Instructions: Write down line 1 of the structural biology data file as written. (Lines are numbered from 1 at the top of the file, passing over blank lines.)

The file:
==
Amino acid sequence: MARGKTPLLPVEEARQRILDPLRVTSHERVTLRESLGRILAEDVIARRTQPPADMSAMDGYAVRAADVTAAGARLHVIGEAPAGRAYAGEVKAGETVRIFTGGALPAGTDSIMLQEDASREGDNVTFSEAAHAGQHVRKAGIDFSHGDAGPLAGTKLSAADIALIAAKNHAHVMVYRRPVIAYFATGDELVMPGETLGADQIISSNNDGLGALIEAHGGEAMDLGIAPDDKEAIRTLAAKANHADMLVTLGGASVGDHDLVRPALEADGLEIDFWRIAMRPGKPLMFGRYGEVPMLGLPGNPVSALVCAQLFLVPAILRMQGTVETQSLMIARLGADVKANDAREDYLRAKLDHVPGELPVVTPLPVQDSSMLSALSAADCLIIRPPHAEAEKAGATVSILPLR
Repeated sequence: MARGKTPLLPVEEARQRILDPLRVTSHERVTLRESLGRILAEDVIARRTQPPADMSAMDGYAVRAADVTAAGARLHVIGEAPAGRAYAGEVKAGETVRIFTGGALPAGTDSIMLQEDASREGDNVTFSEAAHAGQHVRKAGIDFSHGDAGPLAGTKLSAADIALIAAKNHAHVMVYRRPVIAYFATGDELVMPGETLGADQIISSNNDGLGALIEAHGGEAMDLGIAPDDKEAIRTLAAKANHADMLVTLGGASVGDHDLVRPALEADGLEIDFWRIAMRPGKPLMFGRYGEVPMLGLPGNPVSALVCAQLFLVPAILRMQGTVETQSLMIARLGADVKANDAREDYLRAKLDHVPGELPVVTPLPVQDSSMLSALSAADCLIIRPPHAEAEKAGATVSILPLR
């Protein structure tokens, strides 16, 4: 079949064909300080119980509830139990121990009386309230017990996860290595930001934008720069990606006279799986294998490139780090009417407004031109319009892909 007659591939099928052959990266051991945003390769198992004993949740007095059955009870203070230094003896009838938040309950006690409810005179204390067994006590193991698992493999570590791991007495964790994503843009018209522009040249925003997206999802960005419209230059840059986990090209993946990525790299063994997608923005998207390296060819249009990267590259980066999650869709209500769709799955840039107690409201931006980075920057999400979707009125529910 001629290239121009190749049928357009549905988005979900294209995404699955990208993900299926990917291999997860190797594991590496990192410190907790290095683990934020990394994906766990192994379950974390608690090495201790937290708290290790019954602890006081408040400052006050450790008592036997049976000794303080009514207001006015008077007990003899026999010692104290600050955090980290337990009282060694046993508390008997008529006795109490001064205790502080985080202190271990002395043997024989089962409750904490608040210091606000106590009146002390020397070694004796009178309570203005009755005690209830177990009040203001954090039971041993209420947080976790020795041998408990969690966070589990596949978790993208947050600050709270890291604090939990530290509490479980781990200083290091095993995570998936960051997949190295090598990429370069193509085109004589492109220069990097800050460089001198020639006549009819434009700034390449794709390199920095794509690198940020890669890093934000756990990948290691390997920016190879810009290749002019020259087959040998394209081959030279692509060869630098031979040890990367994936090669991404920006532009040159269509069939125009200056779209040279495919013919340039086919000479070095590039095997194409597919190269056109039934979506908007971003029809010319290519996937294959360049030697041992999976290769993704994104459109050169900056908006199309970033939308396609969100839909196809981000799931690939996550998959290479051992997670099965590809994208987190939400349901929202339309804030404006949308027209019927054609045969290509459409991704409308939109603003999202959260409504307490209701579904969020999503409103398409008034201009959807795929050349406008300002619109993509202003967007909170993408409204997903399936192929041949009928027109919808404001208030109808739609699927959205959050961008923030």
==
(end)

Amino acid sequence: MARGKTPLLPVEEARQRILDPLRVTSHERVTLRESLGRILAEDVIARRTQPPADMSAMDGYAVRAADVTAAGARLHVIGEAPAGRAYAGEVKAGETVRIFTGGALPAGTDSIMLQEDASREGDNVTFSEAAHAGQHVRKAGIDFSHGDAGPLAGTKLSAADIALIAAKNHAHVMVYRRPVIAYFATGDELVMPGETLGADQIISSNNDGLGALIEAHGGEAMDLGIAPDDKEAIRTLAAKANHADMLVTLGGASVGDHDLVRPALEADGLEIDFWRIAMRPGKPLMFGRYGEVPMLGLPGNPVSALVCAQLFLVPAILRMQGTVETQSLMIARLGADVKANDAREDYLRAKLDHVPGELPVVTPLPVQDSSMLSALSAADCLIIRPPHAEAEKAGATVSILPLR